NEW YORK: US Treasury yields fell to a four-month low on Monday as increased fears about Britain exiting the European Union weighed on investor risk appetite and sovereign debt yields in developed markets around the globe fell to all-time lows.
The overall risk-off sentiment pushed yields on 10-year US Treasuries to their lowest since February as investors sold riskier assets in favor of safe-haven US government debt. That increased prices, which move in the opposite direction of yields, two days before the release of the Federal Open Market Committee's decision on whether to raise US overnight interest rates.
Ten-year yields in Germany remained near zero, close to record lows, on Monday while Japanese and U.K. 10-year government bonds fell to their lowest levels on record. German Bund yields, the benchmark for borrowing costs across the euro zone, fell more than 10 basis points last week to as low as 0.01 percent.
"The US market is still the best house in a bad neighborhood and therefore you're getting lots of flows and declining yields and rising prices with US Treasuries," said Bill Northey, chief investment officer for the Private Client Group at US Bank in Helena, Montana.
Benchmark 10-year notes rose 2/32 in price to
yield 1.63 percent, after earlier falling to 1.61 percent, the lowest since Feb. 11.
Plunging yields across the globe have increased the relative attractiveness of Treasuries. German 10-year government bonds currently yield 0.028 percent while British 10-year sovereign bonds offer yields of 1.23 percent.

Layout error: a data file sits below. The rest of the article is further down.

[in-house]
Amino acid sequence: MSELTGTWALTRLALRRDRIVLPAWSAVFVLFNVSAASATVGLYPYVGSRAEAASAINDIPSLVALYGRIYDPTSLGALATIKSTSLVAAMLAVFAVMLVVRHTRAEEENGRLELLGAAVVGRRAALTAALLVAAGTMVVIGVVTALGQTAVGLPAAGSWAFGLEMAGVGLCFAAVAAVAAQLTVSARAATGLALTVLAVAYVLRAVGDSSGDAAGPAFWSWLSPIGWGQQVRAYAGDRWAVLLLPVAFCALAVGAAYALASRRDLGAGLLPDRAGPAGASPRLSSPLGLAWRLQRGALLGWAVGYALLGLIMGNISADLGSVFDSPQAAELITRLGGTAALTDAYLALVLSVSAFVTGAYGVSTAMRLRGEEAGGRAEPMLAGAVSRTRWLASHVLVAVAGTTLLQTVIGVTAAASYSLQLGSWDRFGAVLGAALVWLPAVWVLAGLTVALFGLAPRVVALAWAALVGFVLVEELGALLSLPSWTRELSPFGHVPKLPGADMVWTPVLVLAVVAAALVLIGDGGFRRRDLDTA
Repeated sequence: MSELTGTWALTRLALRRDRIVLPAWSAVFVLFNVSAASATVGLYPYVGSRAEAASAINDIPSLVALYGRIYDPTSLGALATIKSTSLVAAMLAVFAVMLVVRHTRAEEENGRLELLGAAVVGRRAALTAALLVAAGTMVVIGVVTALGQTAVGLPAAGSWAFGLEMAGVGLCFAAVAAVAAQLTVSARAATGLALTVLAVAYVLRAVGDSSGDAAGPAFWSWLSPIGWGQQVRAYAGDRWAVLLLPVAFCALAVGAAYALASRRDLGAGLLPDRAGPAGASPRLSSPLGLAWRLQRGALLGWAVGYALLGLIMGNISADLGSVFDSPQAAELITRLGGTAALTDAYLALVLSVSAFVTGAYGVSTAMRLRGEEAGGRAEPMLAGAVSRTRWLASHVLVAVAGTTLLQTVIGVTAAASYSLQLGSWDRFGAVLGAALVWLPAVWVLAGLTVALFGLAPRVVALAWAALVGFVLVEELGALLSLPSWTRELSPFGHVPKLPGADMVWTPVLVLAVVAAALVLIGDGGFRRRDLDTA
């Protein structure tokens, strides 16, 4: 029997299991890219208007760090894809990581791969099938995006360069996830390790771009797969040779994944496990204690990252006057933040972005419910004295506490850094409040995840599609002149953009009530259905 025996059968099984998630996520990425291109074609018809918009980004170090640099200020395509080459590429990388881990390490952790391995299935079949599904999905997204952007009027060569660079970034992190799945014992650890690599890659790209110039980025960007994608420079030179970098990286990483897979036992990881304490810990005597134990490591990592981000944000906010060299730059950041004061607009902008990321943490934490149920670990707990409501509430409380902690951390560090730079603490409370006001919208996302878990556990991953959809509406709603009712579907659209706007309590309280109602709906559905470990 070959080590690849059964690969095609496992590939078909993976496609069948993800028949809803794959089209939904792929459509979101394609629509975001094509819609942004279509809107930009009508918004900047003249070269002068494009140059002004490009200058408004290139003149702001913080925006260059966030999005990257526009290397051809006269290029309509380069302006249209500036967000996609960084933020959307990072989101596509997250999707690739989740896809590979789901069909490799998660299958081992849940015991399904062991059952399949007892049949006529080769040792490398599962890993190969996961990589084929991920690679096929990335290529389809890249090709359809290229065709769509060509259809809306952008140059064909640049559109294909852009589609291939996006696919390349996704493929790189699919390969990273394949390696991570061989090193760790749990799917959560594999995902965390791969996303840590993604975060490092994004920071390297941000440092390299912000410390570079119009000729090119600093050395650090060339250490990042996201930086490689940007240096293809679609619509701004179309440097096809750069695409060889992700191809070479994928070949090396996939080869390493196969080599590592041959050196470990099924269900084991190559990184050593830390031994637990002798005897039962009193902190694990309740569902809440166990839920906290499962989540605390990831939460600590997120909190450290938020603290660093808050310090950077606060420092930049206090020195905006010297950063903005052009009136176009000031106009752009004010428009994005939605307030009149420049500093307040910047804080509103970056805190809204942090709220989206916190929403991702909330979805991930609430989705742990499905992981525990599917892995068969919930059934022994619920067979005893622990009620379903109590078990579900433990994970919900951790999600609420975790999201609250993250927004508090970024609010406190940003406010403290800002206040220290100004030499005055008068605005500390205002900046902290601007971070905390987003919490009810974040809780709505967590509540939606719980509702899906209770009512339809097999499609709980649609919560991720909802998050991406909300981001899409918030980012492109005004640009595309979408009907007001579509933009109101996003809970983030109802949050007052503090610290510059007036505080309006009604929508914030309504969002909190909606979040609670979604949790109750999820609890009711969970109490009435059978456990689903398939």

Japanese government bonds hold a negative yield, meaning investors will not be paid the full value of principal invested, out to 10 years. Ten-year Japanese government bonds yield -0.158 percent.
Investors' search for safety was compounded by the increasing uncertainty about whether Britain will leave the EU as part of a so-called Brexit. One poll released on Friday showed the "Leave" camp 10 points ahead of "Remain" in the referendum that will be held on June 23.
"That is causing a risk-off rotation as you see more and more polls indicate it will be either a very close vote or in some cases there has been some outright views that (Britain) will depart," Northey said. "There are a lot of concerns that can emanate from a vote that has an uncertain outcome."